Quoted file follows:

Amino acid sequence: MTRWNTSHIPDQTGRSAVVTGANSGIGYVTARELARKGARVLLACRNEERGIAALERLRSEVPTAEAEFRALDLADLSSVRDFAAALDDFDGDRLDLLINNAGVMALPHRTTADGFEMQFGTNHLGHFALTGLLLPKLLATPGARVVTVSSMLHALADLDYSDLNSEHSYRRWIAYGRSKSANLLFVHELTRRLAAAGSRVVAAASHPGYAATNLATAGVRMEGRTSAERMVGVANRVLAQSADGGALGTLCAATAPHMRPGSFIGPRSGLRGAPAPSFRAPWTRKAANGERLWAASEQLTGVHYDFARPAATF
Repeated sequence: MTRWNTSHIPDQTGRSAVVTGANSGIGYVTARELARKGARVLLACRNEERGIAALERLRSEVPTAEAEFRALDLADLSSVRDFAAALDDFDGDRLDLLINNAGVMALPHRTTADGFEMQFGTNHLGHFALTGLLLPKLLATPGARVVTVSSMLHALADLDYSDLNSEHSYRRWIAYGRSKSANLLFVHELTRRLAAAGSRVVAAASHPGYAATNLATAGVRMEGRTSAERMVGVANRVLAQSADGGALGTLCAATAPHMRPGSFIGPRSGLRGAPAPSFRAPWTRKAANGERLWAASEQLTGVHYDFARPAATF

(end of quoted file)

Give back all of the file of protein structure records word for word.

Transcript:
Amino acid sequence: MTRWNTSHIPDQTGRSAVVTGANSGIGYVTARELARKGARVLLACRNEERGIAALERLRSEVPTAEAEFRALDLADLSSVRDFAAALDDFDGDRLDLLINNAGVMALPHRTTADGFEMQFGTNHLGHFALTGLLLPKLLATPGARVVTVSSMLHALADLDYSDLNSEHSYRRWIAYGRSKSANLLFVHELTRRLAAAGSRVVAAASHPGYAATNLATAGVRMEGRTSAERMVGVANRVLAQSADGGALGTLCAATAPHMRPGSFIGPRSGLRGAPAPSFRAPWTRKAANGERLWAASEQLTGVHYDFARPAATF
Repeated sequence: MTRWNTSHIPDQTGRSAVVTGANSGIGYVTARELARKGARVLLACRNEERGIAALERLRSEVPTAEAEFRALDLADLSSVRDFAAALDDFDGDRLDLLINNAGVMALPHRTTADGFEMQFGTNHLGHFALTGLLLPKLLATPGARVVTVSSMLHALADLDYSDLNSEHSYRRWIAYGRSKSANLLFVHELTRRLAAAGSRVVAAASHPGYAATNLATAGVRMEGRTSAERMVGVANRVLAQSADGGALGTLCAATAPHMRPGSFIGPRSGLRGAPAPSFRAPWTRKAANGERLWAASEQLTGVHYDFARPAATF